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Harvey and deGrom Bright Spots in Losses to Sox

Matt Harvey

The Mets will need to rely on their aces to get deep into October. (slgckgc : Flickr)

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The Mets have dropped two in a row to the Boston Red Sox after coming into the series with a seven game winning streak. But they did get something in these two games that they didn’t get during that stretch: solid outings from their two most important pitchers.

Matt Harvey and Jacob deGrom combined for less than three innings during that win streak against the hapless Rockies and Phillies. But both guys have pretty legitimate excuses. Harvey was originally scheduled the start the series finale in Colorado, but the Mets decided to skip his start as a way to limit his workload down the stretch in his first year back from Tommy John surgery. As for deGrom he couldn’t make it out of the third inning in Philadelphia on Monday night. It was his worst career start, giving up seven runs, six earned, while walking three in 2.2 IP. The Mets would rebound and score 14 unanswered to blow out the Phils 16-7 as it at the time just seemed like perfect timing for deGrom to have an off night.

Well on Wednesday it was reported that there was a good reason for deGrom’s off night. Turns out he had food poisoning on Monday and was battling through illness while on the mound, something Terry Collins was unaware of until the game had already started. deGrom then received IV treatment on Tuesday before feeling better on Wednesday. While it was comforting to be able to pin Harvey’s absence in Colorado and deGrom’s struggles in Philadelphia on circumstances outside their control, how they bounced back was a major point of interest heading into the weekend.

Harvey has been vocal about his displeasure towards extra rest and Friday night’s outing was his first in 12 days. The threat however of any possible letdown due to the extra rest was dispelled after 6 dominant shutout innings.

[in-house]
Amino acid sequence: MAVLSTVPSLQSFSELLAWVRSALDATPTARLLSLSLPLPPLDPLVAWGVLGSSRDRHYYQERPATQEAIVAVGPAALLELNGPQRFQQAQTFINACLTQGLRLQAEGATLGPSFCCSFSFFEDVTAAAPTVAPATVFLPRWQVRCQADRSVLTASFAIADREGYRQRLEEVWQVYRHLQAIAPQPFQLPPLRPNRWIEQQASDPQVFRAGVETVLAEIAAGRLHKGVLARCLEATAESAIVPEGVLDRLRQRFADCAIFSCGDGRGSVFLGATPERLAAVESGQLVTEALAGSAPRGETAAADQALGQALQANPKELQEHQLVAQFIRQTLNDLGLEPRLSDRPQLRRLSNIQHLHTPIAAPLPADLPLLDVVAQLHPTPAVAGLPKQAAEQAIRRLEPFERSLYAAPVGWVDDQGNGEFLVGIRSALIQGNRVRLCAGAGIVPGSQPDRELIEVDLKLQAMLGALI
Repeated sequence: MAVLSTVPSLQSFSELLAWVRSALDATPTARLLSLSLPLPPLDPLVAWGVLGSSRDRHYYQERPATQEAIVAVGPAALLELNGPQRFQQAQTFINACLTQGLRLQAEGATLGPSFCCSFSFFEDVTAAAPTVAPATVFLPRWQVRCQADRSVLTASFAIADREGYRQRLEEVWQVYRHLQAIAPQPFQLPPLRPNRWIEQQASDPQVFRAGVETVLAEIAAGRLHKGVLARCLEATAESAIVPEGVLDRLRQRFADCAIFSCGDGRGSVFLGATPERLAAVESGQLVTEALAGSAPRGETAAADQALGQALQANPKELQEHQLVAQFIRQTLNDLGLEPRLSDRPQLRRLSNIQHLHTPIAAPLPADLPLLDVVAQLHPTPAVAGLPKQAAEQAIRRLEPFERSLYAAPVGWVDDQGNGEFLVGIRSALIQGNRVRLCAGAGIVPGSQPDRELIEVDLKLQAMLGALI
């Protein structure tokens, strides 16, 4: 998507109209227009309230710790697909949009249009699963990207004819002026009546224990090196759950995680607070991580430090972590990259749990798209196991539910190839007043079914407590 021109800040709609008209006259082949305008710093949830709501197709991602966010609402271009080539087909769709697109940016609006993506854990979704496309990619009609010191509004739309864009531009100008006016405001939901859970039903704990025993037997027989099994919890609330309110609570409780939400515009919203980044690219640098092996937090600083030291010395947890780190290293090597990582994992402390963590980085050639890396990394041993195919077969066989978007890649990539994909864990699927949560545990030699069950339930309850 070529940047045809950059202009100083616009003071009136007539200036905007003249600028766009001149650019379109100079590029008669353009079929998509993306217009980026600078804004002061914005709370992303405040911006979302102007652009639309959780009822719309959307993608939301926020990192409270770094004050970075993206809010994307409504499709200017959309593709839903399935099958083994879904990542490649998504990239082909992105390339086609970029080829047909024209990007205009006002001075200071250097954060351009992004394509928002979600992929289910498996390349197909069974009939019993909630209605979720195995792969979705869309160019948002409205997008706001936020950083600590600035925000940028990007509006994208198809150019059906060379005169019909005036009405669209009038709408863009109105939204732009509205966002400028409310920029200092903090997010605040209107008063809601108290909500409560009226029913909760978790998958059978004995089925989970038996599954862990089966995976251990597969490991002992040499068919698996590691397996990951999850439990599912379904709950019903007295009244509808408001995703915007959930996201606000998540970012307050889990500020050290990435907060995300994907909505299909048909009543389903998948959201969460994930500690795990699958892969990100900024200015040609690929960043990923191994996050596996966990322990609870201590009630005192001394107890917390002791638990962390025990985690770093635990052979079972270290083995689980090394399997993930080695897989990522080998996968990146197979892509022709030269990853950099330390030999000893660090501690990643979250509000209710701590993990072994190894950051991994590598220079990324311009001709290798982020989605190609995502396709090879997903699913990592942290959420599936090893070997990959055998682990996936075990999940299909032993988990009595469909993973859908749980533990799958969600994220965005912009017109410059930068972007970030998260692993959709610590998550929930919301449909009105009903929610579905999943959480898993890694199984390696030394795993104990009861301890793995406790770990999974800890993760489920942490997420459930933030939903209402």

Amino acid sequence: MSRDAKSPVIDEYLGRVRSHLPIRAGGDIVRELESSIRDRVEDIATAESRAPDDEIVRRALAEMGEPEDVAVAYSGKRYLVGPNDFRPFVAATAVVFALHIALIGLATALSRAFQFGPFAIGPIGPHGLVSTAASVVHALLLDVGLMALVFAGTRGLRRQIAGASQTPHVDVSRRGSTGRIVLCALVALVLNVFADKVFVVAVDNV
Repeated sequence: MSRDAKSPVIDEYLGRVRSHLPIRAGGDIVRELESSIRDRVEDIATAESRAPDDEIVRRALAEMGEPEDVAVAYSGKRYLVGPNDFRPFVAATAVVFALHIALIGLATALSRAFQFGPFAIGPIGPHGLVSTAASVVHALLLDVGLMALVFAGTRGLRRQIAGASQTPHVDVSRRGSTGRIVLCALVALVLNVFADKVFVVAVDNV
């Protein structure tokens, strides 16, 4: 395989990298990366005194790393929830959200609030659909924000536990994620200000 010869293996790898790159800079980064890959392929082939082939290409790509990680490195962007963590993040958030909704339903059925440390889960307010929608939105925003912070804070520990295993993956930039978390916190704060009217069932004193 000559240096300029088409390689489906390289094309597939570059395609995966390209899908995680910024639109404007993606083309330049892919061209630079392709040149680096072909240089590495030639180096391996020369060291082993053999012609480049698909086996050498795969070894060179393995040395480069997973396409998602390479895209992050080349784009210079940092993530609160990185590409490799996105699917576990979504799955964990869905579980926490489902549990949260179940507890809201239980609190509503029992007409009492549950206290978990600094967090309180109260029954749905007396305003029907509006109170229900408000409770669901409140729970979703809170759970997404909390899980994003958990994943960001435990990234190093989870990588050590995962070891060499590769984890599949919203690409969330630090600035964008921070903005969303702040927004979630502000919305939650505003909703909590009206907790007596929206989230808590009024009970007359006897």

“I definitely felt refreshed,” said Harvey after the loss. “It’s one of those things where you have a lot of time off and you feel really good [but] finding a rhythm can be tough. I wasn’t as fine as I want to be but I felt like when I needed to make a pitch I was able to do that.”

Harvey allowed just two hits but had to leave after six innings having thrown 103 pitches. His manager Terry Collins acknowledged that Harvey possibly could have pitched longer but that under the circumstances it was time to pull him.

“[Harvey] wanted to pitch another inning and I just said ‘I can’t do it, this is why we gave you the time off,’” said Collins on Friday. “’We aren’t here to tax you, we’re here to make sure you can get through the month and into the postseason.’”

Collins got to see his other ace have a bounce back performance on Saturday as deGrom took advantage of not having to deal with food poisoning in addition to the opposing lineup. Even though deGrom gave up two runs and suffered the loss he struck out ten in six innings and held the Red Sox hitless into the fifth inning.

“He threw great, he threw the ball really well,” said Collins when looking back on deGrom’s start. “He felt good, just gave up a couple of runs and got his pitch count up to where we had to make a switch.”

“Yeah I felt good today, especially early,” said the reigning NL Rookie of the Year. “I just struggled there a little bit in the sixth inning.”

However Collins isn’t ready to pin the loss on his pitcher.

He threw the ball good, if you give up two runs you should be in the game and we were,” said Collins. “We just couldn’t put any runs on the board.”

Collins admitted on Friday that Harvey could be skipped again if necessary, and deGrom himself is in his first full year in the major leagues, so the Mets will continue to monitor their young stars. While they will have to worry about getting their prized arms into October, this weekend should have done enough to show that they won’t have to worry about the quality of pitching along the way.